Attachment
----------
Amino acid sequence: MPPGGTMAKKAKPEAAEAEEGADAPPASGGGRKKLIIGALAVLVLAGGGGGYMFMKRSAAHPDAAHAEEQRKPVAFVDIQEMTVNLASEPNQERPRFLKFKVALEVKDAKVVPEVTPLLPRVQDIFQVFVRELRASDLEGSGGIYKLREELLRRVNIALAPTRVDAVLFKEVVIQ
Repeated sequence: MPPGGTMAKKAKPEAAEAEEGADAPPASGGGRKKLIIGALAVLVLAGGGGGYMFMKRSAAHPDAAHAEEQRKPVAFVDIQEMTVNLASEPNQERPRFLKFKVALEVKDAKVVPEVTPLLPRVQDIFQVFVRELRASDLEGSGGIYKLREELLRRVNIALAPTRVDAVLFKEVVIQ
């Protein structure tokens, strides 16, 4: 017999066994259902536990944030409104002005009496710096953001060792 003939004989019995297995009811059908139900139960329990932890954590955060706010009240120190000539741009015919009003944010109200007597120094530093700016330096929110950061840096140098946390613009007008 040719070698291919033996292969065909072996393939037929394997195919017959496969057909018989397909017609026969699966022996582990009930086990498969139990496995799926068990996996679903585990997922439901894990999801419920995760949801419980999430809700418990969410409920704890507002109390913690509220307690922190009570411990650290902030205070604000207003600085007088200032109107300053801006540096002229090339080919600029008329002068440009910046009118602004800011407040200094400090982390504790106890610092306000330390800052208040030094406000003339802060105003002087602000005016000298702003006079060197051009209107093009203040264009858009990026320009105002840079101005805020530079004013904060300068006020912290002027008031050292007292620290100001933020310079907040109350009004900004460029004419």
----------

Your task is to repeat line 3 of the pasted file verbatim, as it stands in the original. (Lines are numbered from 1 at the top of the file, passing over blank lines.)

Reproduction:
């Protein structure tokens, strides 16, 4: 017999066994259902536990944030409104002005009496710096953001060792 003939004989019995297995009811059908139900139960329990932890954590955060706010009240120190000539741009015919009003944010109200007597120094530093700016330096929110950061840096140098946390613009007008 040719070698291919033996292969065909072996393939037929394997195919017959496969057909018989397909017609026969699966022996582990009930086990498969139990496995799926068990996996679903585990997922439901894990999801419920995760949801419980999430809700418990969410409920704890507002109390913690509220307690922190009570411990650290902030205070604000207003600085007088200032109107300053801006540096002229090339080919600029008329002068440009910046009118602004800011407040200094400090982390504790106890610092306000330390800052208040030094406000003339802060105003002087602000005016000298702003006079060197051009209107093009203040264009858009990026320009105002840079101005805020530079004013904060300068006020912290002027008031050292007292620290100001933020310079907040109350009004900004460029004419």